Liquor legislation: How much is too much?

By Staff Editorial

A “drink” in Champaign, if a proposed liquor code is passed, will be no more than 26 ounces.

The city’s Liquor Advisory Council spent last Thursday’s meeting discussing this and other issues of happy hour alcohol consumption, aimed to curb binge drinking between the hours of 4 p.m. and 6 p.m. The commission settled on the 26-ounce limit after taking into consideration standard 750-milileter (25.36 ounce) bottles of imported beer. The code also originally called for the elimination of free-pours because of variable alcohol content, though this was overturned because for fear it might interfere with bar atmosphere.

The Liquor Advisory Commission spent plenty of time hashing out details, like the definition of “drink” and limitations on how many “drinks” a patron can purchase at one time, but it seems unlikely that they spent any time actually thinking about the safety of student bar-goers.

Perhaps the most glaring fault in this mess is that these codes, if passed, will only apply between the hours of 4 p.m. and 6 p.m. and not late Friday and Saturday nights, when the most hospital transports occur. A code meant to curb binge drinking should target nights and weekends, not 4 p.m. on a Wednesday.

Moreover, enforcing these complicated and impractical codes will prove impossible. Defining how many ounces can constitute one beer for two hours a day is excessive legislation. Unless the Champaign Police Department stations itself behind the bar and measures the capacity of the bartender’s shot glasses, regulating servings by the ounce will prove completely ineffective.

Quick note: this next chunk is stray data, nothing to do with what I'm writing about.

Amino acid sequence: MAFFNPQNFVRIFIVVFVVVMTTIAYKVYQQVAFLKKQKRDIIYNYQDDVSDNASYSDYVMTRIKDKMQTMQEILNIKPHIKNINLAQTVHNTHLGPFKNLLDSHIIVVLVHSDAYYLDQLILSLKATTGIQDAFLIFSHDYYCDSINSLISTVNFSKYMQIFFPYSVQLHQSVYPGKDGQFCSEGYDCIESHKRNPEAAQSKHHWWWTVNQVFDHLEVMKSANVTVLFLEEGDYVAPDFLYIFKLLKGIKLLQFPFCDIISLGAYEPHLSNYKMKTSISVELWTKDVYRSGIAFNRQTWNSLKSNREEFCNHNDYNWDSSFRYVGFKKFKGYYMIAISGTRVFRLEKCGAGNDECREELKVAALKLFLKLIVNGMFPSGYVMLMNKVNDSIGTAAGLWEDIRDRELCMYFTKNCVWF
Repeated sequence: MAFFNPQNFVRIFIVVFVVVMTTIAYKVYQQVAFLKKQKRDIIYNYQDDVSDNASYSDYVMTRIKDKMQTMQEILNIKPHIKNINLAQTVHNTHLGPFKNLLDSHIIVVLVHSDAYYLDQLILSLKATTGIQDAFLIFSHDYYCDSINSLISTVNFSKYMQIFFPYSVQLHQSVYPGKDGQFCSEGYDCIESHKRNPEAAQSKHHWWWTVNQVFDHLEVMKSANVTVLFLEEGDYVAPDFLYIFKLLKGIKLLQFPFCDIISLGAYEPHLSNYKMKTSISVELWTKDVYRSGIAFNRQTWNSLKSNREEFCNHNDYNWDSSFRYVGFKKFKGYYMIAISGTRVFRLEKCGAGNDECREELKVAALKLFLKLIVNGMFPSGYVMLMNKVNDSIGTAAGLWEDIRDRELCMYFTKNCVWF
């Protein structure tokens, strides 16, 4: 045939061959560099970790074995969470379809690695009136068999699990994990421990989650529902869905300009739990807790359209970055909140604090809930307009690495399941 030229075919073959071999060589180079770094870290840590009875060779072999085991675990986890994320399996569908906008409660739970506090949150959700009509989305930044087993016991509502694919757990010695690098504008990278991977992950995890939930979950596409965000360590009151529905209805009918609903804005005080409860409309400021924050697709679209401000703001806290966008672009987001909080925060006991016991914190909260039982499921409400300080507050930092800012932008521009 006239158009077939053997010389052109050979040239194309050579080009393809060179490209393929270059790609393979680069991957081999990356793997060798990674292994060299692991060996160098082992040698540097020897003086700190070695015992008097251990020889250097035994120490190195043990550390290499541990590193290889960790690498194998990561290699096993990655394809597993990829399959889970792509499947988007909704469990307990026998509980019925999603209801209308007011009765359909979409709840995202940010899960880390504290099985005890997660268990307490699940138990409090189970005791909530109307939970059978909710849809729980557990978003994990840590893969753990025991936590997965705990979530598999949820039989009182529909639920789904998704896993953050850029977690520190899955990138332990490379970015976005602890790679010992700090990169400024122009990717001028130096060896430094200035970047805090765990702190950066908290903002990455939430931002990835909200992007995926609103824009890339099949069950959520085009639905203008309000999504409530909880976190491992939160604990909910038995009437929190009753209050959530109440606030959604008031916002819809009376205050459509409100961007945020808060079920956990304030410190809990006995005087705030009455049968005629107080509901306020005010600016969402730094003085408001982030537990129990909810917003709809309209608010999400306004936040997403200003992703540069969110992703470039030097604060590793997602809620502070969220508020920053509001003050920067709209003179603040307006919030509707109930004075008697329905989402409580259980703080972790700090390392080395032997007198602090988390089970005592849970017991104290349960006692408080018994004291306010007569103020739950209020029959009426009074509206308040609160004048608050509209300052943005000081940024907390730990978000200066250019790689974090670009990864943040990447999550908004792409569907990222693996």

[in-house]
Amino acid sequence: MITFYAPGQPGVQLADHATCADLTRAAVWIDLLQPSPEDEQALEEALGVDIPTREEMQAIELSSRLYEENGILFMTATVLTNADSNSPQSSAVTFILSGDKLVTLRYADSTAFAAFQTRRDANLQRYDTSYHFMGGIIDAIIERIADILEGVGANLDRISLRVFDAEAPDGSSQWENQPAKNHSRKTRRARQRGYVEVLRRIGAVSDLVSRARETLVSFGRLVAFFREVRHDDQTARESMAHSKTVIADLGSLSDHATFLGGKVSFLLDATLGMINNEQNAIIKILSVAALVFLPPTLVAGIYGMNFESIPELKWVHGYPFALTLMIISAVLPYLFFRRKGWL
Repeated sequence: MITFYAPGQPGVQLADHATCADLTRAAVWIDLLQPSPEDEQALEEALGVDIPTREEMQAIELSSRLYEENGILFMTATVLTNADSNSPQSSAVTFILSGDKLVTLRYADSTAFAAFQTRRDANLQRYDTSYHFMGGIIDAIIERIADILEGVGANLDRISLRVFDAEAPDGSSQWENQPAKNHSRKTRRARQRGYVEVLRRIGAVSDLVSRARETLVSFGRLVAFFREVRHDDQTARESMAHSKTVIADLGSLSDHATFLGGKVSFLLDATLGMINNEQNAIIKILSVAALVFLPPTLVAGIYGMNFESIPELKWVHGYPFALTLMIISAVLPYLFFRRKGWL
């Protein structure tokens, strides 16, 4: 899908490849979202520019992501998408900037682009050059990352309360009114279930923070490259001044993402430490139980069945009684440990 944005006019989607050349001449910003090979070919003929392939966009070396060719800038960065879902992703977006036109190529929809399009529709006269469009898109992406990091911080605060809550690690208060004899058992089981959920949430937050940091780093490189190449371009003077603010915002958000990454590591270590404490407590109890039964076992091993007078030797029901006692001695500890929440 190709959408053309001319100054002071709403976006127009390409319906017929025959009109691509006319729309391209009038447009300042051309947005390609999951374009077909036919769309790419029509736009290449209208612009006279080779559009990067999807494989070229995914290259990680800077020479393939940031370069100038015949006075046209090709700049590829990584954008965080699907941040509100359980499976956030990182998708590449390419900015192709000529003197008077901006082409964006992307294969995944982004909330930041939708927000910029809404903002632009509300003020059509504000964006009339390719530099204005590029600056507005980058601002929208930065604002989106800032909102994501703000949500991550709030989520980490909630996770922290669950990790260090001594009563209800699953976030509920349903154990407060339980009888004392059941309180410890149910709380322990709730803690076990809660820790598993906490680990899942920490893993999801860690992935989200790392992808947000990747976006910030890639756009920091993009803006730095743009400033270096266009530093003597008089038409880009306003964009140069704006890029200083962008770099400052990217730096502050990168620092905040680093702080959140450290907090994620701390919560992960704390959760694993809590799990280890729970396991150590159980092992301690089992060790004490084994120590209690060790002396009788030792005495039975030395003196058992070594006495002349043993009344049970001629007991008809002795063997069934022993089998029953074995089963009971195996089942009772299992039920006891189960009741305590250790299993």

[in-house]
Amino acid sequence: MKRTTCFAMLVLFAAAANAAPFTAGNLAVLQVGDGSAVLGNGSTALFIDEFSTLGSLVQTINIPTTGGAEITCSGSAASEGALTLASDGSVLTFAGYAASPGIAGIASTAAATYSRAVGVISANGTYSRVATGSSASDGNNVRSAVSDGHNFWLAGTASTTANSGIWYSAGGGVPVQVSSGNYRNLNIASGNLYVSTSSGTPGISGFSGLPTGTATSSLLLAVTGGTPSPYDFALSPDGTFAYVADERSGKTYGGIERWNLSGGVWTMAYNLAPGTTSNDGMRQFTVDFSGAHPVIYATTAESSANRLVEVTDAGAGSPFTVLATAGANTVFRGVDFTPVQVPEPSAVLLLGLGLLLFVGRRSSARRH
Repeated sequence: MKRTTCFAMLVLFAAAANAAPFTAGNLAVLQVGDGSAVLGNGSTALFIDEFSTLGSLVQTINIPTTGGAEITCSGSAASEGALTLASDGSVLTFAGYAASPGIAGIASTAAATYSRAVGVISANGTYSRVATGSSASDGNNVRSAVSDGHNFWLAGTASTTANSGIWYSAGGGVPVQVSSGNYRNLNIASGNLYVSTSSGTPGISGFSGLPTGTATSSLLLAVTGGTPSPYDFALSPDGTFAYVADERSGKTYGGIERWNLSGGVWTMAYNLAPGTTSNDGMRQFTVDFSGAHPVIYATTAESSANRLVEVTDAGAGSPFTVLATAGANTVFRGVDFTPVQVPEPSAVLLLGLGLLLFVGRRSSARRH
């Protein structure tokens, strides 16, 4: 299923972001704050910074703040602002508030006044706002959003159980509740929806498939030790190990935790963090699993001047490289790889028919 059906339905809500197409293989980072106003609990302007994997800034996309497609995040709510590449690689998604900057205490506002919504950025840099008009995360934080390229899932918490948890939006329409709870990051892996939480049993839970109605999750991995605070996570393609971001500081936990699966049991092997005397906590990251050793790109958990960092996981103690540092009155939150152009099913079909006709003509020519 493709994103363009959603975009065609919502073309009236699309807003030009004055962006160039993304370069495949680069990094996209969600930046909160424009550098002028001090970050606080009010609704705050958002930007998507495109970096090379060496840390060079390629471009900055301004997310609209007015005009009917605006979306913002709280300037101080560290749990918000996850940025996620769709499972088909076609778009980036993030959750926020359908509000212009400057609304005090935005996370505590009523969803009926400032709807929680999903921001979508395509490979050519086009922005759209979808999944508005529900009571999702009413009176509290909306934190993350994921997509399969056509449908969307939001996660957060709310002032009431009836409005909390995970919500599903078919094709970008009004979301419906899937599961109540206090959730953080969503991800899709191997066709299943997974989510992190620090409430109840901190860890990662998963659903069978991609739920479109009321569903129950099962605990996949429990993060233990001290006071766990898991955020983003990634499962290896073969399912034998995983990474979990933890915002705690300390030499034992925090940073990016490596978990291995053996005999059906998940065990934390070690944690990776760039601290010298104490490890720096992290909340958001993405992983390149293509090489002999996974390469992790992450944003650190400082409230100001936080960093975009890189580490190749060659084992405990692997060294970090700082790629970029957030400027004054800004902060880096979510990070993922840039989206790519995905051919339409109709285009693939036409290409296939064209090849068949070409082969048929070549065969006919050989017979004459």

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If the Liquor Advisory Commission is looking to use numbers to regulate drunkeness, bartenders will need new training in math, as well as a system to keep track of drinks consumed by each customer – another Sharpie mark on the hand, perhaps?

And none of this takes into account the Champaign-Urbana divide. If students plan to binge drink during happy hour, nothing keeps them from scheduling their soiree in one of Urbana’s free-pouring establishments.

Alll in all, the proposal is a bad piece of legislation, both disingenuous and impossible to enforce, that is destined to go the way of the jaywalking law.

Of course, the city seems to be neglecting the sole piece of legislation aimed at curbing binge drinking in the bars: the right bar owners possess to cut off bar patrons once they reach the point of extreme intoxication. Not only is training bartenders to recognize the signs of inebriation more difficult than requiring them to keep tabs on every drink a given customer has consumed, it also saves bar owners from insurance liability issues should a patron keel over and die due to alcohol poisoning.

If commissioners are truly concerned about the well being of students at bars, they should be asking themselves why patrons are not being cut off, not how many ounces constitute a beer.